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Fishing Hot Spots in Galveston

author image Davy Knoles
David "Davy" Knoles is an award-winning journalist and artist. He began his career as a wartime photojournalist for the U.S. Air Force. Knoles later served as a staff writer and editor for various L.A. newspapers and magazines, including "The Beach Reporter" and "The Palos Verdes Peninsula News," winning awards from the California Newspaper Publishers Association and the California Newspaper Advertising Executives Association.
Fishing Hot Spots in Galveston
A fisherman leaves his boat after a day of fishing in Galveston. Photo Credit Scott Olson/Getty Images News/Getty Images

When it comes to fishing in Galveston, you have two choices: the gulf or the bay. Galveston is a barrier island off the coast of south Texas just down the road a piece from Houston. On the north side of the island is Galveston Bay; the south side faces the Gulf of Mexico. The bay yields an abundance of speckled trout, red fish and flounder, but the Texas state record for the largest tarpon ever caught was set when a 220-pounder was pulled out of the gulf. Anglers have a tough choice when it comes to deciding where to fish.

Talk About a Grandfather Clause

Before casting that first line, fishermen need to know that a Texas fishing license is required for everyone -- locals and nonlocals alike -- taking fish out of Texas public waters. The license covers every legal means of fishing from bow fishing to rod and reel. This requirement is exempt, however, in two instances: Kids under 17 don’t need a license to fish, and neither do Texas residents born before September 1, 1930. That’s not to say all seniors are exempt from licensing. Texas seniors 65 years old and older born after September 1, 1930, need a license to fish.

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Rocking the Sea Cradle

One reason fish is so plentiful in Galveston Bay is because it's an estuary, a body of water where salt and fresh water combine to make a nutrient-rich virtual marine-life nursery. A popular spot to cast your line into all this abundance is at South Jetty on the eastern tip of the island where the end of Seawall Boulevard meets Boddeker Road. Another good spot is the pier at Seawolf Park across the channel on neighboring Pelican Island. Just take the Galveston causeway over to Pelican Island, and follow Seawolf to the south end. The fishing pier features restrooms, showers and a snack bar. It’s open from 6 a.m. to 6 p.m.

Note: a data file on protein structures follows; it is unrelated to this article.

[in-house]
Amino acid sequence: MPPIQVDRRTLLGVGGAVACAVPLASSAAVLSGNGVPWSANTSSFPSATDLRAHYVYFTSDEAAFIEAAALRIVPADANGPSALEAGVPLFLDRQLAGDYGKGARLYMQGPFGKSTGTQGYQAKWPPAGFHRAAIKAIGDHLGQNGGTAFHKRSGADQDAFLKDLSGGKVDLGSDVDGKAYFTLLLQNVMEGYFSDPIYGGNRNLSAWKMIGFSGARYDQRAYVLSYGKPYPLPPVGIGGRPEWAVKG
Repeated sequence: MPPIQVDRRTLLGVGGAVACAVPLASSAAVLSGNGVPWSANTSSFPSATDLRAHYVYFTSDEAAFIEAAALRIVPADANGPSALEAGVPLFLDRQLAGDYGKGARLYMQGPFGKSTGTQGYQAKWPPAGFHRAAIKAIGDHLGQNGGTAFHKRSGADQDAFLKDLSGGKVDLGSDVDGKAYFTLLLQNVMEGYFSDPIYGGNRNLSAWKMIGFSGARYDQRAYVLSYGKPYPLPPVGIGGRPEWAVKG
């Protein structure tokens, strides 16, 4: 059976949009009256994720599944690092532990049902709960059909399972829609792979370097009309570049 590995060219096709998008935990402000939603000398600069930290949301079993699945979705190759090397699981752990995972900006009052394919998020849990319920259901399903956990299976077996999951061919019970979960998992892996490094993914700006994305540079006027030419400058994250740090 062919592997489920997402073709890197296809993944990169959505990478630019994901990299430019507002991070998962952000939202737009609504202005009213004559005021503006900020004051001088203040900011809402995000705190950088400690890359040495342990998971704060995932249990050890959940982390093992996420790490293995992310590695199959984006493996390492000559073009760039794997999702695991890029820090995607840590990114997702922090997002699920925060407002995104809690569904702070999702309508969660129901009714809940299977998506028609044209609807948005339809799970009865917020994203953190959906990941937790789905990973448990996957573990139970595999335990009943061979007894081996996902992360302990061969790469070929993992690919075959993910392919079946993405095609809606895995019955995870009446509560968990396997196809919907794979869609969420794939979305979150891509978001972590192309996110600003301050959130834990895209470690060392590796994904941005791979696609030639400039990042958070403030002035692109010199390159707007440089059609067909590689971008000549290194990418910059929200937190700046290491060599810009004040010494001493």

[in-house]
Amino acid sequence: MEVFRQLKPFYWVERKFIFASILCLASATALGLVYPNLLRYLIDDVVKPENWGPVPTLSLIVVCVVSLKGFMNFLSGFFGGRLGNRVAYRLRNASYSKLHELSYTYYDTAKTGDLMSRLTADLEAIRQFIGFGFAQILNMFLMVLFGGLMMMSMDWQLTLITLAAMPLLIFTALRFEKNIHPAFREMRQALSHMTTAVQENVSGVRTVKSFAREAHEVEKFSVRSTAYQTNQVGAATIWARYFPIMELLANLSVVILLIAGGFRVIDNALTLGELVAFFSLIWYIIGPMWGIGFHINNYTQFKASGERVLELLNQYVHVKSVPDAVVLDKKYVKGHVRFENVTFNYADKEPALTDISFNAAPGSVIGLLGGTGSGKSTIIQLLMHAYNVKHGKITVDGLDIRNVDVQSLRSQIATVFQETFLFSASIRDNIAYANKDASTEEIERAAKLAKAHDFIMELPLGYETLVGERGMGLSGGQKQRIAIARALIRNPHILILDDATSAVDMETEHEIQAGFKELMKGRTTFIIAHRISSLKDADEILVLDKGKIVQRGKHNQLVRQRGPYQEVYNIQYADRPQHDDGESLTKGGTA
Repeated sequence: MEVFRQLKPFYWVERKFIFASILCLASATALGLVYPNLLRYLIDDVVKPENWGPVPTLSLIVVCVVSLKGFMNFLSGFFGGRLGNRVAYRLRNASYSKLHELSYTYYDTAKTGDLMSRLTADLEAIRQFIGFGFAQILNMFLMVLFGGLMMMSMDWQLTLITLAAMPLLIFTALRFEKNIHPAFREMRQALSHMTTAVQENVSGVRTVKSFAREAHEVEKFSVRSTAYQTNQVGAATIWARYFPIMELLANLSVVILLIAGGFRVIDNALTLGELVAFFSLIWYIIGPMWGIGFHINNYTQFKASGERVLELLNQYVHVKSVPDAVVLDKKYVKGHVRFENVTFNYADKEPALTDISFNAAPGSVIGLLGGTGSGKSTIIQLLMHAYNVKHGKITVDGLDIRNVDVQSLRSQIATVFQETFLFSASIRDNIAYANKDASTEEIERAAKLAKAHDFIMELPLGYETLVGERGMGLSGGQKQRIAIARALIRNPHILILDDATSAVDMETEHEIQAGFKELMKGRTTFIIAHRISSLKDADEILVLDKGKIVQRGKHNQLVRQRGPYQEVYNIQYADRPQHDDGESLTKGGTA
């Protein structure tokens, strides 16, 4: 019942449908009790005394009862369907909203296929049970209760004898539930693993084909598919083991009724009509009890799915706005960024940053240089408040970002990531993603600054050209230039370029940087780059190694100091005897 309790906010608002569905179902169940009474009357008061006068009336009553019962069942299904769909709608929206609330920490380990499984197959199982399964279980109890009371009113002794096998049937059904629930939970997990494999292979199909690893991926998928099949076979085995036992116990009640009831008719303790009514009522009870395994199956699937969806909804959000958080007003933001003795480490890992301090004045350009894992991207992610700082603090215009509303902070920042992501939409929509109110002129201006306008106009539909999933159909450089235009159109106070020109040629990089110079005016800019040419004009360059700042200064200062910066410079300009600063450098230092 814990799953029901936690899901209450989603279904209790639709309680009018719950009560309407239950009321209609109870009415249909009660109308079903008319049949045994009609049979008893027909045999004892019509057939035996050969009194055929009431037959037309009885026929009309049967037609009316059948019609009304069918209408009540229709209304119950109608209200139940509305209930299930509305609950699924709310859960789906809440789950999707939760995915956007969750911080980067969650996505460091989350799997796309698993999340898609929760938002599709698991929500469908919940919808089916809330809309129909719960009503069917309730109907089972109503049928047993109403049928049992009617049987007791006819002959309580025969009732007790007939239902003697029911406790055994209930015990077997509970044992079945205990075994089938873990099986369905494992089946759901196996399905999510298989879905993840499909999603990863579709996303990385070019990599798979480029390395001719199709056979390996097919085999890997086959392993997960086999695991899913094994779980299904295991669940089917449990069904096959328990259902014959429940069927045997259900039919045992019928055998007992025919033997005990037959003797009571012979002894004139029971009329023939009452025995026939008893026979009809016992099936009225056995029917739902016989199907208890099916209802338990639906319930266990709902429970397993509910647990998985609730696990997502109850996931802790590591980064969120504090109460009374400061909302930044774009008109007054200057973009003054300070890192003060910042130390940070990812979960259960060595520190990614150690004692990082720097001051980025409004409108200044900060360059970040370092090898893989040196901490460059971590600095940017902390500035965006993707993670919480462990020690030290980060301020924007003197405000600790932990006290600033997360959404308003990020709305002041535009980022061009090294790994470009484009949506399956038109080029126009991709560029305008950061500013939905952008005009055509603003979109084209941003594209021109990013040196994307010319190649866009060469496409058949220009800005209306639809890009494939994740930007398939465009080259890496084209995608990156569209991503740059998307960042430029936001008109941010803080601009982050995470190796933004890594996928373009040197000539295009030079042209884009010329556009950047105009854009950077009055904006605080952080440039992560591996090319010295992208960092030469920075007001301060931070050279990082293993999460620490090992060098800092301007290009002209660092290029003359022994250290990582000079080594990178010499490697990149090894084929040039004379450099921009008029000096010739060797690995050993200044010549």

The Reel Deal on the Beach

The Gulf of Mexico coast of Galveston Island offers a wealth of fishing from its wide sandy beaches and numerous rocky jetties. Galveston Island State Park is particularly popular with anglers since you can surf fish in the gulf and then head over to the other side of the island and cast your line into Galveston Bay without ever leaving the park. The rocky breakwaters along the Seawall are also popular spots to hook a few flounder, sheepshead, bull red or even an occasional bull shark or tarpon. You can fish all these places for free, but remember the rule for sharks: One per person, per day, is the limit.

A Little Pier Pressure

There are two fishing piers on the gulf side of the island, the Galveston Fishing Pier at 9001 Seawall Blvd., and the 61st Street Fishing Pier at 6101 Seawall Blvd. Both charge a fee. But since the world’s record 30-pound smooth puffer fish was caught off the same pier where the Texas state tarpon record was set, the catch is probably worth the cost. The Galveston Fishing Pier, where both records were set, is the longest privately owned pier between Texas and Maine. The double deck structure on its end features a sit-down restaurant. The distinctive purple and yellow 61st Street Fishing Pier, meanwhile, features a bait and tackle shop where equipment is available for rent or purchase. Its topside observation deck serves snacks, soft drinks, beer and margaritas for those who just want to watch the action.

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